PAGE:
Europe’s renewable power continues to increase

Some encouraging renewable energy news in a recent press release from the European Wind Energy Association.  Their analysis of the 27 National Renewable Energy Action Plans shows that the EU-27 will meet 20.7 % of its 2020 energy consumption from renewables, exceeding the 20% target.

The National Action Plans show that one third (34%) of EU electricity demand will be supplied from renewables by 2020. Wind energy will be the largest contributor, generating 14% of Europe’s total electricity demand in 2020 (494 TWh from 213 GW installed capacity). Other renewables are expected to contribute as follows: 10.5% from hydro, 6.6% from biomass, 2.4% from solar photovoltaic, 0.5% from CSP, 0.3% from geothermal and 0.1% from ocean.

It appears that Europe’s financial difficulties are not impacting seriously on the continuing development of renewable energy. The statistics for 2011 in the Wind Energy Association’s  report  are evidence of that. Here are figures from the executive summary

• 9,616 MW of wind power capacity (worth some €12.6 billion) was installed in the EU during 2011, a similar figure to the previous year (9,648 in 2010);

• Wind power accounted for 21.4% of total 2011 power capacity installations;

And for renewable energy generally:

• Renewable power installations accounted for 71.3% of new installations during 2011: 32,043 MW of a total of 44,939 MW of new power capacity;

• More renewable power capacity was installed during 2011 than any other year, an increase of 37.7% compared to 2010;

• More power capacity was installed in 2011 than ever before – an increase of 3.9%, due entirely to increasing renewable power installations.

One of the most interesting aspects of power capacity installations in 2011 was the high proportion from photovoltaics – some 47% of the total. This graph shows the full picture for the year’s new power installations.

But the trend isn’t all good news. In 2011, for only the third time since 1998, the EU power sector installed more coal than it decommissioned.  The report sees this as highlighting the urgency of the need for the EU to move its greenhouse gas reduction target from 20% to 30% by 2020 (see Hot Topic post), to introduce an Emissions Performance Standard, and to end decades of subsidies for new coal build and its fuel.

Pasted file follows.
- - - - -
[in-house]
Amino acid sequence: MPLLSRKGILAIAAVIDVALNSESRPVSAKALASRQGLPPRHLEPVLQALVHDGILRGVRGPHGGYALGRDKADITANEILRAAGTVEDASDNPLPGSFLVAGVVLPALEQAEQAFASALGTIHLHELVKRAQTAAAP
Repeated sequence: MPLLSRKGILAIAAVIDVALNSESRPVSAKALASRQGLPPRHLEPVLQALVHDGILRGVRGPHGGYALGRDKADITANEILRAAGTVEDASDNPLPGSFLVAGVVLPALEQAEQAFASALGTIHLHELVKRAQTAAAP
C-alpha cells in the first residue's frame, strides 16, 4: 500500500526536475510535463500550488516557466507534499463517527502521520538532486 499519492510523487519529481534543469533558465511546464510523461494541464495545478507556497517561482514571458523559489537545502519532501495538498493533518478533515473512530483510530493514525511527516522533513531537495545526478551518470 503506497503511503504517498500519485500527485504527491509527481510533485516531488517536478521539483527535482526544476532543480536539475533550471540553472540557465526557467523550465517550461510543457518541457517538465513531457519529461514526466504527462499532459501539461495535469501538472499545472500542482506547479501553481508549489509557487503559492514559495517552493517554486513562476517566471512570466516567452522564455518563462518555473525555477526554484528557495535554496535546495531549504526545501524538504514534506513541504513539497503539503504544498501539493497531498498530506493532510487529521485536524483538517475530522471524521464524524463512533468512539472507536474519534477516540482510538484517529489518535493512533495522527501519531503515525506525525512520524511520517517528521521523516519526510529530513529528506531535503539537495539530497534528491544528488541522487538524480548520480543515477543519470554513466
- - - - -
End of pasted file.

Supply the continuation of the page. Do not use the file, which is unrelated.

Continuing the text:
The short interview below is with the Communication Director at the European Wind Energy Association.

2 thoughts on “Europe’s renewable power continues to increase”

  1. The trend is certainly not all good news. A lot of the spike in PV installation was in Germany, with people rushing to install over 7 GW capacity of rooftop solar before the government reduced the guaranteed feed-in tariffs. Germany is already committed to about 100 billion euros of FITs for solar, which only provides 4% of power demand, practically none of that in winter, so to get through the recent cold spell they had to re-open several old, inefficient coal plants. To cover the gap from closing half their nuclear fleet, and the planned closure of the rest of it, they are building new, more efficient supercritical coal power plants, with a probable working life of about 60 years; and to fill the 90% capacity factor hole when PV isn’t doing much, and 80% ditto for wind, they are building new gas turbines and a pipeline from Russia to supply them.
    The bottom line is that CO2 emissions, after going down during the nineties as gas replaced coal, levelled out from 2000 to 2010, despite building the world’s largest wind and solar sector, and have now gone up again. Recent studies suggest that the benefit from replacing coal with gas may be illusory, as escaping methane outweighs the CO2 reduction

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